National Strategic Computing Initiative

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The National Strategic Computing Initiative (NSCI) is a United States initiative calling for the accelerated development of technologies for exascale supercomputers, and funding research into post-semiconductor computing.[1] The initiative was created by an executive order issued by President Barack Obama in July 2015.[1] Ten United States government departments and independent agencies are involved in the initiative. The initiative initially brought together existing programs, with some dedicated funding increases proposed in the Obama administration's 2017 budget request. The initiative's strategic plan was released in July 2016.

Themes[edit]

The program has five strategic themes:[2]

  • To unite the traditional high-performance computing (HPC) focus on physical simulations for scientific research and engineering, which focuses on increasing the computing speed, with "big data" applications that are optimized for working with large amounts of data
  • To preserve the United States' dominance and leadership role in HPC in the face of advances by other nations, by supporting users, vendor companies, software developers, and researchers
  • To improve the interoperability of software between different supercomputers, reducing the need to laboriously optimize programs in the context of specific machines
  • To provide widespread access to and training for HPC resources to public and private sector researchers, including through remote access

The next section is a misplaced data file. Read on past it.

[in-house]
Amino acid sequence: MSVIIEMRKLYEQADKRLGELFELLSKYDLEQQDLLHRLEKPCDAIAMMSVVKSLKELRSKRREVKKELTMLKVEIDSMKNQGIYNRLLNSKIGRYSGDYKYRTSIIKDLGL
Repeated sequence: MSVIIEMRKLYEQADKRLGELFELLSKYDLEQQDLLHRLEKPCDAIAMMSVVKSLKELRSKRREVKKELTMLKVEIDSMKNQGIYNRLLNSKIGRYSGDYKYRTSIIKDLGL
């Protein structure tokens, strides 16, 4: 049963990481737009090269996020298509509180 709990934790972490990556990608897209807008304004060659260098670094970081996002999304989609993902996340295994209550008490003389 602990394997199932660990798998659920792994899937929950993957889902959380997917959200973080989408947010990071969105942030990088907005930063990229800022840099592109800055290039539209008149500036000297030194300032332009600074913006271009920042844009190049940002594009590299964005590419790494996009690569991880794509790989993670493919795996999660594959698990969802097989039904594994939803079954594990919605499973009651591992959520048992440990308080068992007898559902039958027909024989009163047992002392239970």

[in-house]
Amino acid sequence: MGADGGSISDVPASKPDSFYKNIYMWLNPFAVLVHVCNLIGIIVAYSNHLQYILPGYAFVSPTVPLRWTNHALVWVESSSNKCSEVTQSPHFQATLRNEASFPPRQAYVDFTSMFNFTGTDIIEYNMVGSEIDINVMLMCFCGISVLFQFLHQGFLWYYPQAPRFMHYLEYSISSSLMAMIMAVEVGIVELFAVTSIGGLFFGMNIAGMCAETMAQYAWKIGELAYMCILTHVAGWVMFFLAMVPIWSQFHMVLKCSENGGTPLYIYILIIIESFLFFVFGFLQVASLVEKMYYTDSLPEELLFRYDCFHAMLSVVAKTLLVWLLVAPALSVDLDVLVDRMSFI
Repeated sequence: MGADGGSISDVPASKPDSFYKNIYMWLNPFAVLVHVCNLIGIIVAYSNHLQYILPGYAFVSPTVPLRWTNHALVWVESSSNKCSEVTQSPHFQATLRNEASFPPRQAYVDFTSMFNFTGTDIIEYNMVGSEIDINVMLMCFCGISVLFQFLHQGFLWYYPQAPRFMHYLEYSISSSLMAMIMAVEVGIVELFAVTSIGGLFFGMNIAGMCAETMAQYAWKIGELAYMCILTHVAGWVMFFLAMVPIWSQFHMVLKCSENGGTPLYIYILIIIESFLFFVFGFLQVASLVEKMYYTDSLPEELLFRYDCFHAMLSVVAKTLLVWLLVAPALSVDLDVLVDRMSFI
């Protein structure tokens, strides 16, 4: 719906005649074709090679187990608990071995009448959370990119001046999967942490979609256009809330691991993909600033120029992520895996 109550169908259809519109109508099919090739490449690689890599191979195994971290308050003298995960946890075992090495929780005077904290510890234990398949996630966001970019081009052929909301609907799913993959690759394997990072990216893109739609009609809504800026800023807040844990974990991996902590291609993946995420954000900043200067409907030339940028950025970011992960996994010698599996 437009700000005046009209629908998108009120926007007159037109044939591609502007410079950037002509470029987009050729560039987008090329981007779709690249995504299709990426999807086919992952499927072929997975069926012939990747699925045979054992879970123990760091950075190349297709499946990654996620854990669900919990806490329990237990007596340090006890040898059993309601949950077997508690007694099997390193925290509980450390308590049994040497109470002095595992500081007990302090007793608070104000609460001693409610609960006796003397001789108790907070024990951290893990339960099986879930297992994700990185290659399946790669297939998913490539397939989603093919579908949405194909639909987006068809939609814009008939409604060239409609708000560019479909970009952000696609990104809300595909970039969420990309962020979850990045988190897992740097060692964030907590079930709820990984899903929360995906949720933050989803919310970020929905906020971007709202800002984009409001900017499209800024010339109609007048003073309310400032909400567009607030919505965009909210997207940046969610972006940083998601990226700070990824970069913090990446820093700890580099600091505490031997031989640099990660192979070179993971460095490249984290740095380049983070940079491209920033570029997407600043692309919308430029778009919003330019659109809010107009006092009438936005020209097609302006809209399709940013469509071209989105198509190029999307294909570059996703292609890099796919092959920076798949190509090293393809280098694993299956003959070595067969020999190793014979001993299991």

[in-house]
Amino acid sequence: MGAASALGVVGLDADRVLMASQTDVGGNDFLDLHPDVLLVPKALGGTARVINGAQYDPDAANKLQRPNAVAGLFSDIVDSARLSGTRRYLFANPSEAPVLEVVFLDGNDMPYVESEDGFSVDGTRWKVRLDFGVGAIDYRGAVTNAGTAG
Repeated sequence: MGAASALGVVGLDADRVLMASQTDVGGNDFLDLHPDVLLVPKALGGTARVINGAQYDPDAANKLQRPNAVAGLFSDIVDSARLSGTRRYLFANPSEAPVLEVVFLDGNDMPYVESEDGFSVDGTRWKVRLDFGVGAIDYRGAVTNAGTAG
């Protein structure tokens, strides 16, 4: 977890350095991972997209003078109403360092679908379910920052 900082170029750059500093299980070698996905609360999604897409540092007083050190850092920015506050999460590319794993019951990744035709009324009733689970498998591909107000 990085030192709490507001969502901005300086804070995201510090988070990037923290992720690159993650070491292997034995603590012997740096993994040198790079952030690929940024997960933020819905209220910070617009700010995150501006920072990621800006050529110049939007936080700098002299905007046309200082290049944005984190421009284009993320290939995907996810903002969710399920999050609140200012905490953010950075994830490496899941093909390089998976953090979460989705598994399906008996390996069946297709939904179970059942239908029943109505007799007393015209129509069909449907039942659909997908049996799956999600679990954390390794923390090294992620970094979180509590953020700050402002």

• To develop post-silicon technologies for alternative computing to support future improvements in hardware

At an April 2016 forum, engaging independent software vendors to develop software platforms for HPC was seen as a major hurdle of the initiative, as was attracting a workforce to work on HPC given the dominance of startup companies in attracting talent, and raising awareness of government HPC resources to outside parties.[3]

Justifications for the initiative include the increasing capabilities of China in supercomputing, as well as the increasing relevance of HPC to industry rather than only academic applications.[4]

Agencies[edit]

There are three lead agencies: the Department of Energy and Department of Defense will jointly focus on advanced simulation, with Defense also focusing on data analysis, while the National Science Foundation will focus on scientific discovery and workforce development.[1] Energy's involvement will be through the Office of Science and the National Nuclear Security Administration. The FY2017 budget proposal envisions the preexisting Exascale Computing Initiative continuing to deal with research and development for exascale computing, but a new Exascale Computing Program would assume responsibility for development and procurement of actual machines, along the lines of Energy's other scientific instruments such as the Advanced Photon Source the Spallation Neutron Source.[5] The National Science Foundation's involvement would mainly be centered in its Advanced Cyberinfrastructure program, although the Mathematical and Physical Sciences Directorate would co-lead.[6]

There are two foundational research and development agencies: the Intelligence Advanced Research Projects Activity (IARPA) will focus on alternative post-silicon computing paradigms, while the National Institute of Standards and Technology (NIST) will focus on measurement science needed for future computing technologies.[1] IARPA's programs in superconducting computing are aligned with the initiative.[7]

The five deployment agencies, which will be involved in design and testing for projects related to their missions, are NASA, Federal Bureau of Investigation, National Institutes of Health, Department of Homeland Security, and National Oceanic and Atmospheric Administration (NOAA).[1] While NASA and NOAA already have high-performance computing programs, those at the other three deployment agencies would be new.[8]

History[edit]